After Online Misogyny Goes Too Far, the Internet Rallies Around Its Feminist Gamers

After Online Misogyny Goes Too Far, the Internet Rallies Around Its Feminist Gamers
Source: AP
Source: AP

Can GamerGate be stopped?

The loaded term and hashtag campaign may have finally met its match with #StopGamerGate2014, which blew up on Twitter after increased media attention on sexism in the gaming industry. The massive groundswell in attention came courtesy of a violent threat that forced Tropes vs. Women creator and feminist media critic Anita Sarkeesian to cancel her talk at Utah State University on Tuesday.

The history: Actor and non-Baldwin-Brother Adam Baldwin is credited with coining the term "GamerGate," which was originally represented as a platform to critique the journalistic integrity of feminist critics of the gaming industry. As he told the New York Times, "GamerGate distances itself by saying, 'This is not what we're about ... We're about ethics in journalism.'" 

Indeed, not all women oppose GamerGate, with some who vocally support it. Gamer Jennie Bharaj, for example, in an Oct. 15 Huffington Post Live segment, claimed that GamerGate is "not a social revolt against women or minorities" but is "essentially a consumer response against corrupt journalism in the gaming industry." As Vox frames it, GamerGate is the critical response to "the generally left-leaning online gaming press focus[ing] too much on feminism and the role of women in the industry, to the detriment of coverage of games." 

But if actions are the guide, it seems the objective of GamerGate, especially on the hashtag, are to both silence critics of the sexism in the gaming industry and, more dangerously, encourage the continued, vitriolic online harassment of women. The history of GamerGate, detailed variously by countless media sites like VoxDeadspinMother Jones and the Washington Post, prove that journalistic integrity is actually code to cover violence against women gamers and those female gaming critics — primarily Zoe Quinn, Brianna Wu and Anita Sarkeesian — whom supporters of GamerGate oppose. Indeed, the impetus for the hashtag was a baseless and long-since debunked accusation impugning the reputation of developer Quinn.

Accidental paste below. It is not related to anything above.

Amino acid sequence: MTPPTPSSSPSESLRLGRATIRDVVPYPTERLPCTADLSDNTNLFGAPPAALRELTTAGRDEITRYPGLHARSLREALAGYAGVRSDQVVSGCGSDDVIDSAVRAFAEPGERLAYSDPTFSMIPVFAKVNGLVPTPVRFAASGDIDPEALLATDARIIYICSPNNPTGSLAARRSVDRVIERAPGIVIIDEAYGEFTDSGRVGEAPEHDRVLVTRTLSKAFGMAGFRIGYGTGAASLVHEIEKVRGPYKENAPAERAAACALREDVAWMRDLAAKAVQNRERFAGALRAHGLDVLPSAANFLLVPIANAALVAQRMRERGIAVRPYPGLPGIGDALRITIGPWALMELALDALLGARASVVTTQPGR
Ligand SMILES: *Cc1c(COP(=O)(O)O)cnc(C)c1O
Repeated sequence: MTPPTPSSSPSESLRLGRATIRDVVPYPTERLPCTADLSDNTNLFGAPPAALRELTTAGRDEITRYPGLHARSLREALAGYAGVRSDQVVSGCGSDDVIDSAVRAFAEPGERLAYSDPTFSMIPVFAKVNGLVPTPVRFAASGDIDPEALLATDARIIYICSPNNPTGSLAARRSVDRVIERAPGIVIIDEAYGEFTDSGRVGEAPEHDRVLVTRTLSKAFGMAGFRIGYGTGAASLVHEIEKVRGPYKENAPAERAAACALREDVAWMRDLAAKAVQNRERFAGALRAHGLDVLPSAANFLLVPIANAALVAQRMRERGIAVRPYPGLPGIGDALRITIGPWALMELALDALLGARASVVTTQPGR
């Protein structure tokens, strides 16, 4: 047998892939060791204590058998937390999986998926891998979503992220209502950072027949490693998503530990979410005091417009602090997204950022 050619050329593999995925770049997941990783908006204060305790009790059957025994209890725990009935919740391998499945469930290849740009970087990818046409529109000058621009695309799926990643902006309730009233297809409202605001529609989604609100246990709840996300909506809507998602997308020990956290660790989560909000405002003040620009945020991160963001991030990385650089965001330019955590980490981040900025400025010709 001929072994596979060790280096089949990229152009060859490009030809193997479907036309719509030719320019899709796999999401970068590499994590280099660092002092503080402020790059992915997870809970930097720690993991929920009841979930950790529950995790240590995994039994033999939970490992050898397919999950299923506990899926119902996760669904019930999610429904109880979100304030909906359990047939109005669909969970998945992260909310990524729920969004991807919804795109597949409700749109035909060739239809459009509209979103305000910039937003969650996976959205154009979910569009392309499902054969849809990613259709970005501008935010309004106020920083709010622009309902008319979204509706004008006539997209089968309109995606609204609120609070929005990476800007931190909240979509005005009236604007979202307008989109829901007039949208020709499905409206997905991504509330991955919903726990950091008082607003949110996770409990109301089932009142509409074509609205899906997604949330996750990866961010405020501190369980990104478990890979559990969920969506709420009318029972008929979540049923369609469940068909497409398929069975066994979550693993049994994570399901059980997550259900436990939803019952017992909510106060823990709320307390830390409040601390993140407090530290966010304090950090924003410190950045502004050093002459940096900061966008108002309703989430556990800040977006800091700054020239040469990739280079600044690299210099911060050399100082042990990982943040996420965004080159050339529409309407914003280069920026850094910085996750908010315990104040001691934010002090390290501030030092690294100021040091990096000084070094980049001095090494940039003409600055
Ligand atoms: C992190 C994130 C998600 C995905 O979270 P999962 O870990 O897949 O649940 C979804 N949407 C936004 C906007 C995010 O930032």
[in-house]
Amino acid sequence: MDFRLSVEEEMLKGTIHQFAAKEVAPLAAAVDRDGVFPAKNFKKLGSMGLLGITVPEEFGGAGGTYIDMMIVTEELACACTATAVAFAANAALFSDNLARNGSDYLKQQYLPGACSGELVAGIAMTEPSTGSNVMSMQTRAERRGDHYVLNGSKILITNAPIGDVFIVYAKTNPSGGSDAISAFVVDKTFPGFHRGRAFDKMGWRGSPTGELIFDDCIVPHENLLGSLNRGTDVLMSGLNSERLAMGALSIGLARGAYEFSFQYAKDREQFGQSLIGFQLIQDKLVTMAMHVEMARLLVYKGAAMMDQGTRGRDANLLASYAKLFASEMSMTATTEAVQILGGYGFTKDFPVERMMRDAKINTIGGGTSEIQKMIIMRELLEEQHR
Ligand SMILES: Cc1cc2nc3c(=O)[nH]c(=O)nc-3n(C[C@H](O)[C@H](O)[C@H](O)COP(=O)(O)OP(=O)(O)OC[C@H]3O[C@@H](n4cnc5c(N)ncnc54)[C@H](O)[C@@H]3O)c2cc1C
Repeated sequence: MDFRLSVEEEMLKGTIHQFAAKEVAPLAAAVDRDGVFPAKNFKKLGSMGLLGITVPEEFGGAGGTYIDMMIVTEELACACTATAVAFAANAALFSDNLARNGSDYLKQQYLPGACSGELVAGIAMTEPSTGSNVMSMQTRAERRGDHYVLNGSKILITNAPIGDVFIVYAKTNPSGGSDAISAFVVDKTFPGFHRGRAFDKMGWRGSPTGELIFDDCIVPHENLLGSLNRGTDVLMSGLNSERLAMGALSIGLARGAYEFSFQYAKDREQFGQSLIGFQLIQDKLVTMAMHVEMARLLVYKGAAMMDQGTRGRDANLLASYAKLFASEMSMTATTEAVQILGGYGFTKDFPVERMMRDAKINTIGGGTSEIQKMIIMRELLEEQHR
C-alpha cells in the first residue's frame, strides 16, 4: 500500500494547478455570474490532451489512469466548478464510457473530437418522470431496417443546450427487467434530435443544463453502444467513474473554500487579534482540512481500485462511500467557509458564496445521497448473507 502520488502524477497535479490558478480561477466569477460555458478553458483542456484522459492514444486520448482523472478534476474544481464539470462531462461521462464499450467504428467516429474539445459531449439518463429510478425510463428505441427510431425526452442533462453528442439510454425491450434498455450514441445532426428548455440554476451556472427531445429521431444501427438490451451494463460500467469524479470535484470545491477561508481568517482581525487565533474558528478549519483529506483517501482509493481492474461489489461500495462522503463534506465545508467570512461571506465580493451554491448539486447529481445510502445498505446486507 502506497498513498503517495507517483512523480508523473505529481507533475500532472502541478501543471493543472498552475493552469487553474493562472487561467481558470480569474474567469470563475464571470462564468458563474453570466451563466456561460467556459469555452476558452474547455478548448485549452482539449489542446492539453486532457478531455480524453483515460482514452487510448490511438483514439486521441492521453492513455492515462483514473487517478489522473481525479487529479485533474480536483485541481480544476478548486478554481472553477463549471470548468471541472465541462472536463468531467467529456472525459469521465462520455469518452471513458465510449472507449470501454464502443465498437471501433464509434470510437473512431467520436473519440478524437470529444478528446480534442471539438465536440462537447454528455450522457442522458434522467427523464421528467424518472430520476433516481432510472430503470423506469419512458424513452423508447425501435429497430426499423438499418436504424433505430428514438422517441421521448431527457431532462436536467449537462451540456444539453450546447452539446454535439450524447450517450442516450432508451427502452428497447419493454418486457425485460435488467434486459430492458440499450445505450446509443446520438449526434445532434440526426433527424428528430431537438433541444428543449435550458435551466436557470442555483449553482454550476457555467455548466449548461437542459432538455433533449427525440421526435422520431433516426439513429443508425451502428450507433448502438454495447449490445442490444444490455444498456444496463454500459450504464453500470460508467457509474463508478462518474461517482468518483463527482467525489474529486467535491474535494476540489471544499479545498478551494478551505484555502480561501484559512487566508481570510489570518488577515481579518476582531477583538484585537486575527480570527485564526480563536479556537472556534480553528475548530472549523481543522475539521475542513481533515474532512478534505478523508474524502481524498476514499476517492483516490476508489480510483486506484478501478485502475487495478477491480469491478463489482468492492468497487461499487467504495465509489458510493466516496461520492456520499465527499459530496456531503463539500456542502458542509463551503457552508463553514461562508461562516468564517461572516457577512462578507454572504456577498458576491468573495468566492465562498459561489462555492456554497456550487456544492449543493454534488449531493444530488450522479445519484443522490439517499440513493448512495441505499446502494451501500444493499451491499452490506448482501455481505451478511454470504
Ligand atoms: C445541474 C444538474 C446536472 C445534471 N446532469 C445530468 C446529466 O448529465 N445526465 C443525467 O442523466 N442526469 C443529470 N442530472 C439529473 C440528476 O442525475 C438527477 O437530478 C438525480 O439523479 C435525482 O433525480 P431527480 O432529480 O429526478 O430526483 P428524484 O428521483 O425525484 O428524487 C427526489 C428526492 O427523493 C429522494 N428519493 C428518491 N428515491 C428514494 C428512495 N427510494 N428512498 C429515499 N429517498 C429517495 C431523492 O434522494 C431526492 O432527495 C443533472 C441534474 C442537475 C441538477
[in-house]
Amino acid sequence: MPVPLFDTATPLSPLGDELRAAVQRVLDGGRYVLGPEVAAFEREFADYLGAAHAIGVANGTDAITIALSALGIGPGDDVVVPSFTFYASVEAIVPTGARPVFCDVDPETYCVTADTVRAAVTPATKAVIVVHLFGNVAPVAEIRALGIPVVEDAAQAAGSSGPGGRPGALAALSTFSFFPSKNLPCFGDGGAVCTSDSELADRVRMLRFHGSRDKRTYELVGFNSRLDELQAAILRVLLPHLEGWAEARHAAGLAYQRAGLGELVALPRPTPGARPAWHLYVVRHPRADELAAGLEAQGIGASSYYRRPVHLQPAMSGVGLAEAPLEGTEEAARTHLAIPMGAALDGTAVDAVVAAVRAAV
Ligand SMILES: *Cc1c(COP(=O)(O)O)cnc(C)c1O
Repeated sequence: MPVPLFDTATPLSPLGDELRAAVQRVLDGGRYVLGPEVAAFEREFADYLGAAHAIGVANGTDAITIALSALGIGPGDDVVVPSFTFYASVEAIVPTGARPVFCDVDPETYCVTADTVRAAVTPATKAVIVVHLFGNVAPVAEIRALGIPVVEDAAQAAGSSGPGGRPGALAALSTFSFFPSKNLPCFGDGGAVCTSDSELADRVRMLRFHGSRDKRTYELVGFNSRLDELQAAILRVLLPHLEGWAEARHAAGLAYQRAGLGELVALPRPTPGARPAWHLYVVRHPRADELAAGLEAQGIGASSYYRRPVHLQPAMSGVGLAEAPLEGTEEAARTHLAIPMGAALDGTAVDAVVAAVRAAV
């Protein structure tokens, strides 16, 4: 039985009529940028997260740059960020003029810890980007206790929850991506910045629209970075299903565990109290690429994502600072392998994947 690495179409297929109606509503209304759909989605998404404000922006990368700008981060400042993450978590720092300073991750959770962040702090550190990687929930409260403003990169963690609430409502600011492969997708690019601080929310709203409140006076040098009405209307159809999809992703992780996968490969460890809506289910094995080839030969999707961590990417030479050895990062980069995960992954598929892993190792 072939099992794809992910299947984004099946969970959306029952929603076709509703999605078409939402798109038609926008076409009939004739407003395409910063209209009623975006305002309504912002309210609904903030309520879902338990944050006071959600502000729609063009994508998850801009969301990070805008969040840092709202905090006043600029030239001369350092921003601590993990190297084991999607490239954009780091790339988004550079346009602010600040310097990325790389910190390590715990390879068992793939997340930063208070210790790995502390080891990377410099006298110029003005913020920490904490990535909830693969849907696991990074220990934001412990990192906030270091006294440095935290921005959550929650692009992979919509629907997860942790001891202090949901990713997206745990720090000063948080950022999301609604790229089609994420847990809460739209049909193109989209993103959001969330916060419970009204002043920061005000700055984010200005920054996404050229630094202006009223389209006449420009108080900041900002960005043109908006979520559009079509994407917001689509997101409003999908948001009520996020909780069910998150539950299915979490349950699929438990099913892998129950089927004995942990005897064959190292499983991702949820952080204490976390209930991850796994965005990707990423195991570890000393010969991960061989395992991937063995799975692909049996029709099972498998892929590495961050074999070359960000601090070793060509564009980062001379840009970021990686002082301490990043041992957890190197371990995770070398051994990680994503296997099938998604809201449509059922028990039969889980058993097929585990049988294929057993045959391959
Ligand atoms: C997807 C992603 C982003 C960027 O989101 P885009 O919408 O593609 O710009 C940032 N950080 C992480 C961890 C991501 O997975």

Women make up 48% of the gaming industry. Within this percentage exists a large number of gamers who are tired and disgusted by the sexist tropes pervasive in gaming culture. Yet, Sarkeesian told CBS News, "[w]omen who are asking for more diversity and more inclusivity in games are being attacked in really vicious ways. It's almost like they're afraid we're going to take their toys away."

Many of the tweets tagged #StopGamerGate reiterated Sarkeesian's concerns, effectively unmasking the movement as a misogynistic closing of ranks against a more inclusive gaming culture.

From notable gamers to celebrities, #StopGamerGate unleashed a torrent of sharp, incisive commentary about sexism in gaming, as well as support for Sarkeesian.

Even non-gaming fanatics like comedian Patton Oswalt voiced their surprise and frustration at the wrath exhibited by GamerGate supporters:

Seth Rogan took on Adam Baldwin himself in a series of pointed tweets that culminated in one rather unambiguous gesture:

"Does someone have to actually die before GamerGate calms down?" asked Mike Diver at Vice earlier this week. While no part of the story has escalated into death, lives, reputations and livelihoods have already been affected in very large ways. Now that the Internet has finally awoken to this reality, it's not just feminists and gamers jumping on the #StopGamerGate2014 wagon anymore. This diversity of support may signal a watershed moment for a controversy that has already been allowed to go on far too long.